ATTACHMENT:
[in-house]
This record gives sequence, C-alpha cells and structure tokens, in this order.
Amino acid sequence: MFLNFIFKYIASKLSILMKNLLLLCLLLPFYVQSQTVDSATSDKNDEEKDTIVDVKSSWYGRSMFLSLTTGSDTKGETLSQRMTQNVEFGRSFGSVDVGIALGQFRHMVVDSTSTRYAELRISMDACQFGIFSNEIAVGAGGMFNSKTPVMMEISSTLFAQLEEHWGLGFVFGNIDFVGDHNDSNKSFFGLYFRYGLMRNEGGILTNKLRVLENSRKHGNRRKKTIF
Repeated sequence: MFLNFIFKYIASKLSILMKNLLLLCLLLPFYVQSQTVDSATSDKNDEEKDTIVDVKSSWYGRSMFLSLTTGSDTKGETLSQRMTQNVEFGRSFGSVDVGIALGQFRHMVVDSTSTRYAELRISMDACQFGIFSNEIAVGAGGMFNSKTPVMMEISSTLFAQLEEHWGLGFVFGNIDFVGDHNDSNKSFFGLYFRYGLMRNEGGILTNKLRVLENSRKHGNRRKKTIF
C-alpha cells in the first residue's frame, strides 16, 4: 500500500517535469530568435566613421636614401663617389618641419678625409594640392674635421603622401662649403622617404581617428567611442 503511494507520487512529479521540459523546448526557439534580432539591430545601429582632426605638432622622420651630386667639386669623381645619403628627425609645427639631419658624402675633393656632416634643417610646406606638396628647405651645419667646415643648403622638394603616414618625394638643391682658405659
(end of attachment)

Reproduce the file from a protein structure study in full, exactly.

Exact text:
[in-house]
This record gives sequence, C-alpha cells and structure tokens, in this order.
Amino acid sequence: MFLNFIFKYIASKLSILMKNLLLLCLLLPFYVQSQTVDSATSDKNDEEKDTIVDVKSSWYGRSMFLSLTTGSDTKGETLSQRMTQNVEFGRSFGSVDVGIALGQFRHMVVDSTSTRYAELRISMDACQFGIFSNEIAVGAGGMFNSKTPVMMEISSTLFAQLEEHWGLGFVFGNIDFVGDHNDSNKSFFGLYFRYGLMRNEGGILTNKLRVLENSRKHGNRRKKTIF
Repeated sequence: MFLNFIFKYIASKLSILMKNLLLLCLLLPFYVQSQTVDSATSDKNDEEKDTIVDVKSSWYGRSMFLSLTTGSDTKGETLSQRMTQNVEFGRSFGSVDVGIALGQFRHMVVDSTSTRYAELRISMDACQFGIFSNEIAVGAGGMFNSKTPVMMEISSTLFAQLEEHWGLGFVFGNIDFVGDHNDSNKSFFGLYFRYGLMRNEGGILTNKLRVLENSRKHGNRRKKTIF
C-alpha cells in the first residue's frame, strides 16, 4: 500500500517535469530568435566613421636614401663617389618641419678625409594640392674635421603622401662649403622617404581617428567611442 503511494507520487512529479521540459523546448526557439534580432539591430545601429582632426605638432622622420651630386667639386669623381645619403628627425609645427639631419658624402675633393656632416634643417610646406606638396628647405651645419667646415643648403622638394603616414618625394638643391682658405659